Let me start with a personal story. I was subbing in nursery just this last Sunday and was set to teach the lesson on “I Will Love Others.” It suggested that I tell/read the New Testament story “The Good Samaritan.” I thought, why read it, when the Mormon Messages Channel has that wonderful set of “New Testament Stories” on video, including the Good Samaritan.
But, my meetinghouse has no available wireless Internet access. I was able to get around that, however, since I live close enough to the church that I went outside with my laptop, accessed my encrypted wireless, downloaded the video, and then watched the children watch with rapt attention to this important scriptural story so very well told via video.
Moral of the story, as I walked out of the church house, I wished for like the thousandth time, that our meetinghouse had accessible wireless Internet.
Guess what? LDSTech just announced that “The church is now seeking to make high-speed Internet available in about 85 percent of meetinghouses by the end of 2011.”
Hooray! Besides solving my problem by allowing teachers “to supplement their lessons with online church-produced media, job seekers will have easier access to the church's employment website, and more members will be able to participate in family history work. In addition, local leaders will use church Internet tools to manage membership and financial records, submit applications for missionary service, and watch leadership training broadcasts.”
Plus for those in rural areas around the world, general conference will be more readily watchable.
How will you, as a member, be able to connect to this vast resource? By using your LDS Account: “In 2012, members and leaders around the world will be able to connect to meetinghouse Internet via their LDS Account, making it much easier for them to gain access to online church resources in ward and stake buildings. Personalized access through an LDS Account will also help increase individual accountability for how the Internet is used.”
For much, much more information on this coming resource, check out the “Meetinghouse Technology Wiki” site at LDSTech. It includes FAQs, help and support, an installation guide and many other tools and information. Just as an example, I learned that you won’t be able to access the Mormon Messages videos via YouTube in your meetinghouse, but can instead find and watch them on MormonMessages.org. Hooray for technology!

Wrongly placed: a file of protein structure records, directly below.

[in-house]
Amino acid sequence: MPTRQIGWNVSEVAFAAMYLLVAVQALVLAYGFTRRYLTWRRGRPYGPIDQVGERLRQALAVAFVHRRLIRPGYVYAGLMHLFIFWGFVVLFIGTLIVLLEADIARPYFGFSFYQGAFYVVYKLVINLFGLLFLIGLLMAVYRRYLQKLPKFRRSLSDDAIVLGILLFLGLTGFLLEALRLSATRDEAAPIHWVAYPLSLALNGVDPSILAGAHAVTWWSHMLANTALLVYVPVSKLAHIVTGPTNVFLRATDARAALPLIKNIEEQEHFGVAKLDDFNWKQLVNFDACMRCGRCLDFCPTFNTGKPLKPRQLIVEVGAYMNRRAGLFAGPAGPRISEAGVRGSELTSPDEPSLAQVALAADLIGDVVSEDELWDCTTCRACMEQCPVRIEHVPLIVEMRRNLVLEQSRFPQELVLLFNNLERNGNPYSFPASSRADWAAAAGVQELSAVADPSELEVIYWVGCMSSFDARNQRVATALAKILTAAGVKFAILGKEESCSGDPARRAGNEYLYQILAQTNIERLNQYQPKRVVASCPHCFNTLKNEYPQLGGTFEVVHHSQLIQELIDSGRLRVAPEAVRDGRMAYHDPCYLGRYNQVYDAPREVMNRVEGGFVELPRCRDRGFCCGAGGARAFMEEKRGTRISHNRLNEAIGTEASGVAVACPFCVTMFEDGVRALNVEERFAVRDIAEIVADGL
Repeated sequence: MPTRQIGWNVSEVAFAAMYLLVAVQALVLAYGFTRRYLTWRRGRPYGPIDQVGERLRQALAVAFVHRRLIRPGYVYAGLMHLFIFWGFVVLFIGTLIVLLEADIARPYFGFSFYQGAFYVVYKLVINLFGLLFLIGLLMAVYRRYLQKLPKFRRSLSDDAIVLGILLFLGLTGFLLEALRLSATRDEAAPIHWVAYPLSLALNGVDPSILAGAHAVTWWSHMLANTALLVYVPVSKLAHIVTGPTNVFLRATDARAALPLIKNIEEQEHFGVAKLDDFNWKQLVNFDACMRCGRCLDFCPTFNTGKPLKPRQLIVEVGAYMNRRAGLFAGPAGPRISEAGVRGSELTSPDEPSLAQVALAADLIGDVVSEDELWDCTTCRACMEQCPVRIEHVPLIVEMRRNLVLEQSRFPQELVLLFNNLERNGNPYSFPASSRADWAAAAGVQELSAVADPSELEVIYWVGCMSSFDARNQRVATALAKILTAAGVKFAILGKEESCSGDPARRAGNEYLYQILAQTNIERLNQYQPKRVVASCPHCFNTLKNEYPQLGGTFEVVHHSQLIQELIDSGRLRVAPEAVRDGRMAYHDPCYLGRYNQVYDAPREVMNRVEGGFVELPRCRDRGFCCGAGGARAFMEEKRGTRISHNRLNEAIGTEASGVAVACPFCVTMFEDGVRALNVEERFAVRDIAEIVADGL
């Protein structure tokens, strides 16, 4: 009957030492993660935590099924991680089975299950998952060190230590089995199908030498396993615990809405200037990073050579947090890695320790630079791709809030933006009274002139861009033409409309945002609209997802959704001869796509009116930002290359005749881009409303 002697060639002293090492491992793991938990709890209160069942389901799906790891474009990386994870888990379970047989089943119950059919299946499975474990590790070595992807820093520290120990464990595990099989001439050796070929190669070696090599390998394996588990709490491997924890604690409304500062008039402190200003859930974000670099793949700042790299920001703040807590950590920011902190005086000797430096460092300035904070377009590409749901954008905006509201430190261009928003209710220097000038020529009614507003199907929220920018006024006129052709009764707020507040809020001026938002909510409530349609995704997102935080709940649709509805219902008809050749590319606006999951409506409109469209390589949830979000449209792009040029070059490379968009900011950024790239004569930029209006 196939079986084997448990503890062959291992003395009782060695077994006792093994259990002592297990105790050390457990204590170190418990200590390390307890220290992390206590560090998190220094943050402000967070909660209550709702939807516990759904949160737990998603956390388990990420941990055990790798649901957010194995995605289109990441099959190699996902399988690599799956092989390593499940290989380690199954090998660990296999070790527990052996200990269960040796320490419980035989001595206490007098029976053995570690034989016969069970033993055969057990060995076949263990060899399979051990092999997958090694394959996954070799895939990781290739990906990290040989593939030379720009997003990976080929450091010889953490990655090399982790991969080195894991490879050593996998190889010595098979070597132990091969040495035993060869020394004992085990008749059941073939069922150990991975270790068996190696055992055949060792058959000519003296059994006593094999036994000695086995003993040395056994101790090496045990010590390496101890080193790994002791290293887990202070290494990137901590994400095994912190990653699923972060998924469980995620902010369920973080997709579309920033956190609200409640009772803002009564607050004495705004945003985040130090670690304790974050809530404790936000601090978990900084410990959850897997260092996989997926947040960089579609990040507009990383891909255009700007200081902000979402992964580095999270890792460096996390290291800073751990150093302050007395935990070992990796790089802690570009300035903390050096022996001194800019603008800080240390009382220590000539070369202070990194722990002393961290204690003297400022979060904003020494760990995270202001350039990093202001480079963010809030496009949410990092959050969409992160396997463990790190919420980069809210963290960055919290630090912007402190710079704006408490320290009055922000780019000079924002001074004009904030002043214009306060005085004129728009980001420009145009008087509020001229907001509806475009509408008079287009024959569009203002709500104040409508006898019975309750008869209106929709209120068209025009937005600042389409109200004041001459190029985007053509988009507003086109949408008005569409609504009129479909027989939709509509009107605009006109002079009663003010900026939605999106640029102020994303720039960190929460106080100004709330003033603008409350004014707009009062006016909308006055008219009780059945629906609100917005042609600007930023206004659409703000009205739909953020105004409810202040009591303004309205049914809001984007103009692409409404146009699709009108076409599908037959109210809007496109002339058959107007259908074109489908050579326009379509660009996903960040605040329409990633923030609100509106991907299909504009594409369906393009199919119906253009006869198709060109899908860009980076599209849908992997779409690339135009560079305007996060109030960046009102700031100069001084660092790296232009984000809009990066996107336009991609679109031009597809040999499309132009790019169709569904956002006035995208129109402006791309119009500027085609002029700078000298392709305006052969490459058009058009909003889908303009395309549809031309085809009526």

Now let’s find other technological marvels from this last week in the Bloggernacle:
Power pick: Aaron Sherinian candidly discussed his LDS faith at the Washington Examiner this week and I just loved his answer to “Evangelicals often say Mormons believe in legalism — that people are saved by works, not faith. I've heard disagreement in the Mormon community about this. Are people saved by works or by faith?”
He responds, “It's not an either-or question. I'll quote my wife on this: 'People can see your faith by what you do.' You've got to believe, but by golly you better be sweating and proving you believe it at the same time. Faith has got to be accompanied by a lot of sweat, or it's not doing anyone, or you, much good.” Click to see the entire interview.
Techie tip: Well, since technically most of my column is just one giant Techie tip, I thought I’d add the Mormon Life Hacker’s take on the news that “High-Speed Wireless Internet Coming to LDS Church Buildings.” Like me, he has seen others could have already used this resource: “When I read the title of this article I thought about how awesome it would be if the brother who taught our emergency prep class a few weeks ago, hadn’t had to go through a bunch of trouble to tether his mobile phone to his laptop to stream a video for part of the class.”
Plus see how he wired up an entire stake house! And wow, this news just sounds like this is going to be a wonderful, wonderful technological step forward, for which I am so excited!
Emily W. Jensen updates "Today in the Bloggernacle" on Mondays, Wednesdays and Fridays, presenting the best of from the world of LDS-oriented blog sites. Her extended "Bloggernacle Back Bench" appears on Tuesdays. Email: email@example.com
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